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Proceedings Paper

Phasor FLIM metabolic mapping of stem cells and cancer cells in live tissues
Author(s): Chiara Stringari; Peter Donovan; Enrico Gratton
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Paper Abstract

We use the phasor approach to fluorescence lifetime imaging and intrinsic biochemical fluorescence biomarkers in conjunction with image segmentation and the concept of cell phasor for deriving metabolic maps of cells and living tissues in vivo. In issues we identify and separate intrinsic fluorophores such as collagen, retinol, retinoic acid, porphyrin, flavins, free and bound nicotinamide adenine dinucleotide (NADH). Metabolic signatures of tissues are obtained by calculating the phasor fingerprint of single cells and by mapping the relative concentration of metabolites. This method detects small changes in metabolic signatures and redox states of cells. Phasor fingerprints of stem cells cluster according to their differentiation state in a living tissue such as the C. elegans germ line and the crypt base of small intestine and colon. Phasor FLIM provides a label-free and fit-free sensitive method to identify metabolic states of cells and to classify stem cells, normal differentiated cells and cancer cells both in vitro and in a live tissue. Our method could identify symmetric and asymmetric divisions, predict cell fate and identify pre-cancer stages in vivo. This method is a promising non-invasive optical tool for monitoring metabolic pathways during differentiation and carcinogenesis, for cell sorting and high throughput screening.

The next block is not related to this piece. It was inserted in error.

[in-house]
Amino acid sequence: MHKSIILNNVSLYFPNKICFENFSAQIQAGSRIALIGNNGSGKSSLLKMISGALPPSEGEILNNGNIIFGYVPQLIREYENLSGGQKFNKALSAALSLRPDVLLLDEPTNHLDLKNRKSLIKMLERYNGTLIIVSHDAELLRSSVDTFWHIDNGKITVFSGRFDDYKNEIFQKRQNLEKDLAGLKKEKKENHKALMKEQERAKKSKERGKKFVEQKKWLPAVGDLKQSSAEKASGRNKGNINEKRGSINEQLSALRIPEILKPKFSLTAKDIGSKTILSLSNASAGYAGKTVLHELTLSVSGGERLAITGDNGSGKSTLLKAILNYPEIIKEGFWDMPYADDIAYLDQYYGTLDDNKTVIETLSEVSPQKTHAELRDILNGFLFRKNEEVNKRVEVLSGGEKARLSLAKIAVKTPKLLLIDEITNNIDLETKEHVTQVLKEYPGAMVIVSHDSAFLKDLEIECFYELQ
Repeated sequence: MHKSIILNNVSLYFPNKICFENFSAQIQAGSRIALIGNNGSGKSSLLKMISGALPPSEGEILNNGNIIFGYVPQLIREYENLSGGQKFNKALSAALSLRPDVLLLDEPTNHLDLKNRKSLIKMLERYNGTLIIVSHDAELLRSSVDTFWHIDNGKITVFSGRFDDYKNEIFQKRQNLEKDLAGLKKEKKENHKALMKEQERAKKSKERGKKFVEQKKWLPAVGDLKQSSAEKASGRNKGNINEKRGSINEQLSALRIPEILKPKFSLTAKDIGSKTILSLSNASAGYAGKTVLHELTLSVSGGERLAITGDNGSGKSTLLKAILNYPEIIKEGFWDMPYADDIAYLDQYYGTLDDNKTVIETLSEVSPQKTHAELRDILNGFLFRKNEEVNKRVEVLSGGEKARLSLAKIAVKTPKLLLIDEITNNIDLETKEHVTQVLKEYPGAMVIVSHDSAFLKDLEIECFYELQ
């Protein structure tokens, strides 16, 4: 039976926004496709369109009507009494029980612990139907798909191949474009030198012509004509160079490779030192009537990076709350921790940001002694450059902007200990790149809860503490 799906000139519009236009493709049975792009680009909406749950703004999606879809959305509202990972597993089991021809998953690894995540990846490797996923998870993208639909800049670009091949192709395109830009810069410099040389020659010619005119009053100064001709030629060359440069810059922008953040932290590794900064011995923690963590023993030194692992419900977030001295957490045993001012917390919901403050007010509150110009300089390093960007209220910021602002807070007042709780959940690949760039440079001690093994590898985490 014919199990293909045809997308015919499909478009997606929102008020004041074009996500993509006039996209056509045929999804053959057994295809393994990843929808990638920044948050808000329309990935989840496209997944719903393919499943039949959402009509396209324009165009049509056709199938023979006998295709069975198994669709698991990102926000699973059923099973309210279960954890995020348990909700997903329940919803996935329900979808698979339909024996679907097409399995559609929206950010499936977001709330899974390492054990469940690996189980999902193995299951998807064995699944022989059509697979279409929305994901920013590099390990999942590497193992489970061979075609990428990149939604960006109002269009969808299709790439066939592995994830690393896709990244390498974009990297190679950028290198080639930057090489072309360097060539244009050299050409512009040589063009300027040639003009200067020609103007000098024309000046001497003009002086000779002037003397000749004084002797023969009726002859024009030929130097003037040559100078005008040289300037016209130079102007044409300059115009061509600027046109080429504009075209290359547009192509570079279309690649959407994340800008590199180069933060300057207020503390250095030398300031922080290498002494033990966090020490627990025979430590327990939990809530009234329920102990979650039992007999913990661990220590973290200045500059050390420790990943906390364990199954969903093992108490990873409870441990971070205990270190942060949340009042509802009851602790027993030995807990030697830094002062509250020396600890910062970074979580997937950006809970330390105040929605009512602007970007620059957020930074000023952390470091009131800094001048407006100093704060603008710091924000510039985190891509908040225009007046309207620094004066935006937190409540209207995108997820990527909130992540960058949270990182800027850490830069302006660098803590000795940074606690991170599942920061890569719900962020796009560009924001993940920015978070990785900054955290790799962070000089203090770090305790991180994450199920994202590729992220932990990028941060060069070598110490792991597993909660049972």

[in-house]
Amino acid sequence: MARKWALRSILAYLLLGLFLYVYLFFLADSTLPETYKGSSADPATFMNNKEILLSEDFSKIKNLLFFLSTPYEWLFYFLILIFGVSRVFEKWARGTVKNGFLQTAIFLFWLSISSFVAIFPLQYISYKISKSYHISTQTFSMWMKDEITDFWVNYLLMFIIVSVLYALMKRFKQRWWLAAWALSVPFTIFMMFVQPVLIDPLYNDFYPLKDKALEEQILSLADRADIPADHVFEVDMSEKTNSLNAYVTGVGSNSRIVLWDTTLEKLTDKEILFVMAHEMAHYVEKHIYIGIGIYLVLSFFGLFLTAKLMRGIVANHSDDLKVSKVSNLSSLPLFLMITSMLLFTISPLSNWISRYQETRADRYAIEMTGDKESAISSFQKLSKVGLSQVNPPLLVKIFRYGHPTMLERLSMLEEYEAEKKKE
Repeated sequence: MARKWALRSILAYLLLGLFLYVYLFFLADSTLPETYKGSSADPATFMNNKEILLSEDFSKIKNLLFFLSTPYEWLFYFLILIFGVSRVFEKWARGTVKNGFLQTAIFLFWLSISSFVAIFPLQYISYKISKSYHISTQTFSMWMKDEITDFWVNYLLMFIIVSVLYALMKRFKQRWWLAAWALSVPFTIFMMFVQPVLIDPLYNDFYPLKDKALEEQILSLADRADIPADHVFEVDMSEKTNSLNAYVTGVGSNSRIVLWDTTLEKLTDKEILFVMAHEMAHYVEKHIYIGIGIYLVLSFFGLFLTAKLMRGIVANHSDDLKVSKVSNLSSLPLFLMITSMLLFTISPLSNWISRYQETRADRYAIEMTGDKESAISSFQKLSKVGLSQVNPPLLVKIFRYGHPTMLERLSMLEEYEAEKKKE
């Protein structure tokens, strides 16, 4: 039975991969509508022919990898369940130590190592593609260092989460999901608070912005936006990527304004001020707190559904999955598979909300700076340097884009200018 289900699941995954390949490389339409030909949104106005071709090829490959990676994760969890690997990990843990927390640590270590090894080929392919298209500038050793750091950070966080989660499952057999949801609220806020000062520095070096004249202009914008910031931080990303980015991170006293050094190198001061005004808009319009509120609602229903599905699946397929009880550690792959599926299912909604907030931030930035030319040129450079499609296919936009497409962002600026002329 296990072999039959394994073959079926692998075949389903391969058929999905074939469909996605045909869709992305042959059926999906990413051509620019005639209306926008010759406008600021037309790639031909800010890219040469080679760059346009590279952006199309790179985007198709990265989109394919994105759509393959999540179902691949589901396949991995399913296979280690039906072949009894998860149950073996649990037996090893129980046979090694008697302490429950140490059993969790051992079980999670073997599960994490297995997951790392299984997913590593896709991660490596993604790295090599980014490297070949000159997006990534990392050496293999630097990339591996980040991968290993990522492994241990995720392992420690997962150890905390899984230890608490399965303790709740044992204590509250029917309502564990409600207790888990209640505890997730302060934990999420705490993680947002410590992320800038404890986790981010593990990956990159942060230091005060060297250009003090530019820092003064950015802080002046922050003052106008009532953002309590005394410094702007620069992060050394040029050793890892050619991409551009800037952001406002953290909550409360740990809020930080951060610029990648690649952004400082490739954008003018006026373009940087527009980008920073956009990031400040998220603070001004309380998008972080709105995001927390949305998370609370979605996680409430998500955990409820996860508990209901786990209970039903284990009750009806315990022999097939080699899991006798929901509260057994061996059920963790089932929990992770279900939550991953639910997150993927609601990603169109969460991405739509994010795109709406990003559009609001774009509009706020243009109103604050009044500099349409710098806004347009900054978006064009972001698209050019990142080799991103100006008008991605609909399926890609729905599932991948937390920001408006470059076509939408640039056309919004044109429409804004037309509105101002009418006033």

Paper Details

Date Published: 9 February 2012
PDF: 8 pages
Proc. SPIE 8226, Multiphoton Microscopy in the Biomedical Sciences XII, 82260D (9 February 2012); doi: 10.1117/12.909420
Show Author Affiliations
Chiara Stringari, Univ. of California, Irvine (United States)
Peter Donovan, Univ. of California, Irvine (United States)
Enrico Gratton, Univ. of California, Irvine (United States)

Published in SPIE Proceedings Vol. 8226:
Multiphoton Microscopy in the Biomedical Sciences XII
Karsten König, Editor(s)

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